Sheridan Japanese School
Throughout my time spent learning Japanese, Japan seemed to be an unreachable destination- something I heard about daily, but would never get to see in person. Up until the moment I stepped outside of the airport in Osaka, I did not accept the fact that I was actually in Japan. From that point on the trip was eye-opening, and I am very grateful for being one of the students chosen to experience this perspective changing trip.
Perhaps the most eye-opening element of our travels was the time spent in the Tohoku area. Seeing a disaster area, yet listening to the incredibly positive outlook of the survivors originally surprised me, but now provides inspiration. The strength, dedication, and overall character of the people living in the tsunami-affected areas truly amaze me. I was always surprised by the welcoming and inviting nature of everyone I met- I never felt as though I did not belong.
While in the Tohoku area we had the opportunity to participate in the High School Summit. We were challenged to discuss what we, as students, could do to aid tsunami recovery. Not only was the subject matter difficult, but we also spoken in Japanese, while the Japanese students spoke in English. Although it was an extremely challenging experience, I was amazed to see and hear the results. Within my group’s discussion we realized that the media coverage of the recovery process has become very limited in America. It then became clear that person-to-person communication was an extremely effective way of building relationships, and at the same time, spreading the news of damage recovery. The High School Summit showed me that I can influence tsunami recovery simply by sharing my experience with my friends and family, and by maintaining the friendships and connections I made in Japan.
After completing study trip in Tohoku, we returned to the Institute. It felt as though I was returning to my home in Japan. I loved my room and now I often find myself missing the view from my window. The classes were both informative and engaging. Overall, I enjoyed the dorms, amazing cafeteria, and friendly staff. I believe that everyone in the Institute was genuinely interested in Japan- I enjoyed meeting so many people who share my interests. I am very grateful that I had the opportunity to stay at the Institute.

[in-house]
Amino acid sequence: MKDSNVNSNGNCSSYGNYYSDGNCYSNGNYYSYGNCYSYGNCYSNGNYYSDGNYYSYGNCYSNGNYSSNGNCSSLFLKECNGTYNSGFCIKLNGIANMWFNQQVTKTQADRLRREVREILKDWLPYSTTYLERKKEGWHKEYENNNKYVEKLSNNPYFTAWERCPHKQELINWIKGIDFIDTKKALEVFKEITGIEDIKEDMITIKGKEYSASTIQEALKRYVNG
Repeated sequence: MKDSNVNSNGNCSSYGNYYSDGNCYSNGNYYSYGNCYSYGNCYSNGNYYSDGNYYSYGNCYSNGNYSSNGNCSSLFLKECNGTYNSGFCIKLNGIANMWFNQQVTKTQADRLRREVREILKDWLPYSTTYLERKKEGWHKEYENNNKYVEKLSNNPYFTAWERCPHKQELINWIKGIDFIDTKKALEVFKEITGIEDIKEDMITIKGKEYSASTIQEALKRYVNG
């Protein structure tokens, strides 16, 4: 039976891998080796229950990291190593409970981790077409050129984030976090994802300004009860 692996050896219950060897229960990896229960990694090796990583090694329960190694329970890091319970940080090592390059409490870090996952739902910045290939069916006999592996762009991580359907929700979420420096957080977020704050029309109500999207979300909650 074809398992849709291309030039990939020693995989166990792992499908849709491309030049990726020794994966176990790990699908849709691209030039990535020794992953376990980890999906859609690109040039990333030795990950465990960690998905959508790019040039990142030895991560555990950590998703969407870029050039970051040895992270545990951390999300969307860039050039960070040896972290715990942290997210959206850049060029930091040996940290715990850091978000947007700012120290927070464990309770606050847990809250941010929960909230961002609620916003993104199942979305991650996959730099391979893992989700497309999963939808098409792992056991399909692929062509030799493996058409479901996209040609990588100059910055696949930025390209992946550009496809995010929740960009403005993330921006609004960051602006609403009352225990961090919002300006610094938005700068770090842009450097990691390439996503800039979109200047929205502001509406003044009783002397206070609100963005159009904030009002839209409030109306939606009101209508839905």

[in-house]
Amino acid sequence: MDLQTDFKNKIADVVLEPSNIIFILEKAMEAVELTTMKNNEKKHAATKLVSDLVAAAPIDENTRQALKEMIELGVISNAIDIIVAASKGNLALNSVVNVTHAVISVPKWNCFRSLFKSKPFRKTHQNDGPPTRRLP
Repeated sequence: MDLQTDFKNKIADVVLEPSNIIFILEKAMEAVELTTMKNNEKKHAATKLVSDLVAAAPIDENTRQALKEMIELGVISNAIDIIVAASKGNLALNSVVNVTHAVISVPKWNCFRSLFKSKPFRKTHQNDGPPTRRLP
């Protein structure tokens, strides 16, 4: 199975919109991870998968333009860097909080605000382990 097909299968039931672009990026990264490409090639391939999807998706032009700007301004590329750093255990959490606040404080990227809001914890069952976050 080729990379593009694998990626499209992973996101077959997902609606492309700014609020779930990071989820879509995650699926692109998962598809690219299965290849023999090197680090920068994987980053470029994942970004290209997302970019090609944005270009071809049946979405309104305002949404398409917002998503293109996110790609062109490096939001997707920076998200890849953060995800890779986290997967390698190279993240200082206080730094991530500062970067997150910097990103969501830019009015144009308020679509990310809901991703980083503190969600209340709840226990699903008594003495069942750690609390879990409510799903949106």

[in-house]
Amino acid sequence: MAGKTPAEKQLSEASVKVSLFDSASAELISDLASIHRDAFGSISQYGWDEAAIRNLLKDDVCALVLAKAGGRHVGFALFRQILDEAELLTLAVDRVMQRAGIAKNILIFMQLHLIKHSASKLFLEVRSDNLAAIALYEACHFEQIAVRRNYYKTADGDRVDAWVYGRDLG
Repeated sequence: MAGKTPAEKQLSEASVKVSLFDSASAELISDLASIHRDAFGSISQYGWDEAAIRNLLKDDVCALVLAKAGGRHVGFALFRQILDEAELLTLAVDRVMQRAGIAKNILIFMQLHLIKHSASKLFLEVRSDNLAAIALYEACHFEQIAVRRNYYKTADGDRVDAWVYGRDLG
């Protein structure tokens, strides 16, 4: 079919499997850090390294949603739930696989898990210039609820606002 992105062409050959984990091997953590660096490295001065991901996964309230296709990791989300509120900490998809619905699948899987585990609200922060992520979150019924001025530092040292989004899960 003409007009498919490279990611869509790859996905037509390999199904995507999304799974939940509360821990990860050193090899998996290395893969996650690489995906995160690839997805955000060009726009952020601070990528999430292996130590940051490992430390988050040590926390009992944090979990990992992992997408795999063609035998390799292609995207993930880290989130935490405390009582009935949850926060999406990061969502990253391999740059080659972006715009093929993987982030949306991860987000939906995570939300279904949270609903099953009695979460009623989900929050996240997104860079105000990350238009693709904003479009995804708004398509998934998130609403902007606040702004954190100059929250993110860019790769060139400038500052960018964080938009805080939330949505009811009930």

One of my favorite aspects of life at the Institute was the freedom to explore on my own. I found myself looking forward to the afternoon so I could check out a bike and go exploring. From riding my bike down small residential streets, to interacting with store-clerks, I felt like I was experiencing true Japan. Challenging myself to engage in my surroundings gave me the opportunity to improve my language skills, and build my courage. I truly believe that I will be a more outgoing person in the future because of my interactions with the people in Japan.
Returning to Osaka also exposed me to other aspects of Japan; I received the opportunity of experiencing Japanese culture first-hand through home-stays, discussions with students, and free time to explore. Overall, the trip challenged me to speak Japanese, interact with my surroundings, and immerse myself in Japanese culture. The more I experienced Japan, the more I grew to love and appreciate what I was seeing.
Throughout my time in Japan, I loved having the opportunity to speak Japanese. I was frequently challenged to express myself, a fact which will definitely encourage me to continue in my Japanese studies. Someday I hope to return to Japan, and I want to be able to further communicate and interact with people. Not only do I hope to continue learning, but I also hope to encourage others to study Japanese. This trip helped me to engage in another culture- an experience which will influence me for the rest of my life. I want to help others have the same opportunity. In the future I hope to keep sharing my experience in Japan in order to encourage others to think about global exchange.
The theme of bridge-building was continuously present in our travels. Throughout the trip we often reflected on the legacy of Taylor Anderson and Montgomery Dickson. To me, the stories of these two teachers seem to be the ultimate example of bridge building. Their devotion to their students, Japan, and forming connections encouraged me to think about what I can do to build a bridge between Japan and America. After speaking with people who knew Ms. Anderson and Mr. Dickson, it is clear that their connection with Japan impacted many lives. I hope that their connections with Japan can be preserved in the future through continued exchange between Japan and America.
I am very grateful to the Japan Foundation and everyone who sponsored my trip to Japan. I made many wonderful memories, met new friends, and grew as an individual. I know this trip will create a long-lasting impression on my life.
Physically traveling through Japan seemed to make the theme of bridge-building all the more literal.